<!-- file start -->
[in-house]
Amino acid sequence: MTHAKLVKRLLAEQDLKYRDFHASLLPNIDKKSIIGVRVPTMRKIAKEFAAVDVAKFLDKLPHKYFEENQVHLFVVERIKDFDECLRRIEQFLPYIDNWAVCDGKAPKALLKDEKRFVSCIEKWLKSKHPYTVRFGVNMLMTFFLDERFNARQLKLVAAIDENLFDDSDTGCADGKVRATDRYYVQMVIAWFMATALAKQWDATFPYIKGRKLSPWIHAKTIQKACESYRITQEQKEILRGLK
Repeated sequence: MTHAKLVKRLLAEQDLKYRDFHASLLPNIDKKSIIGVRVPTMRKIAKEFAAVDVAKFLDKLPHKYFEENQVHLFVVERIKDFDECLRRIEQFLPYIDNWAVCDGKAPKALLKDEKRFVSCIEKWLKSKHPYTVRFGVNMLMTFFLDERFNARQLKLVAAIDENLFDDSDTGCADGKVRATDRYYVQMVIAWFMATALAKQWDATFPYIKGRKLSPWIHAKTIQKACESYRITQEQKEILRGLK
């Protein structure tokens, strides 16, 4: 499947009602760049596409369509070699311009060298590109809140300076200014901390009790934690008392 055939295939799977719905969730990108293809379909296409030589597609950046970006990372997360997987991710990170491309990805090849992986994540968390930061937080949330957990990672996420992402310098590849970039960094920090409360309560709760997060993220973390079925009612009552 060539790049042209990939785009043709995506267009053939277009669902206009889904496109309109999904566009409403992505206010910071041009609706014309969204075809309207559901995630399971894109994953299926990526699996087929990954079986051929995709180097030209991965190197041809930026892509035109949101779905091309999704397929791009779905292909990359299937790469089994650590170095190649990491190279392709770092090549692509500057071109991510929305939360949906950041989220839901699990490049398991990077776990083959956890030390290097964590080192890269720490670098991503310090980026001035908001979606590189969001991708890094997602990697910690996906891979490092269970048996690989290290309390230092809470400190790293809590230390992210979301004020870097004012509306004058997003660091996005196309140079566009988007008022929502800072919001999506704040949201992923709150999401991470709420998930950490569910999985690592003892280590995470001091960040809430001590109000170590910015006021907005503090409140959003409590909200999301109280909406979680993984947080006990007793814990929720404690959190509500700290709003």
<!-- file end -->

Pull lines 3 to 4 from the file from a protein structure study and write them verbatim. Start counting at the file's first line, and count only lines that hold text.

Repeated sequence: MTHAKLVKRLLAEQDLKYRDFHASLLPNIDKKSIIGVRVPTMRKIAKEFAAVDVAKFLDKLPHKYFEENQVHLFVVERIKDFDECLRRIEQFLPYIDNWAVCDGKAPKALLKDEKRFVSCIEKWLKSKHPYTVRFGVNMLMTFFLDERFNARQLKLVAAIDENLFDDSDTGCADGKVRATDRYYVQMVIAWFMATALAKQWDATFPYIKGRKLSPWIHAKTIQKACESYRITQEQKEILRGLK
């Protein structure tokens, strides 16, 4: 499947009602760049596409369509070699311009060298590109809140300076200014901390009790934690008392 055939295939799977719905969730990108293809379909296409030589597609950046970006990372997360997987991710990170491309990805090849992986994540968390930061937080949330957990990672996420992402310098590849970039960094920090409360309560709760997060993220973390079925009612009552 060539790049042209990939785009043709995506267009053939277009669902206009889904496109309109999904566009409403992505206010910071041009609706014309969204075809309207559901995630399971894109994953299926990526699996087929990954079986051929995709180097030209991965190197041809930026892509035109949101779905091309999704397929791009779905292909990359299937790469089994650590170095190649990491190279392709770092090549692509500057071109991510929305939360949906950041989220839901699990490049398991990077776990083959956890030390290097964590080192890269720490670098991503310090980026001035908001979606590189969001991708890094997602990697910690996906891979490092269970048996690989290290309390230092809470400190790293809590230390992210979301004020870097004012509306004058997003660091996005196309140079566009988007008022929502800072919001999506704040949201992923709150999401991470709420998930950490569910999985690592003892280590995470001091960040809430001590109000170590910015006021907005503090409140959003409590909200999301109280909406979680993984947080006990007793814990929720404690959190509500700290709003």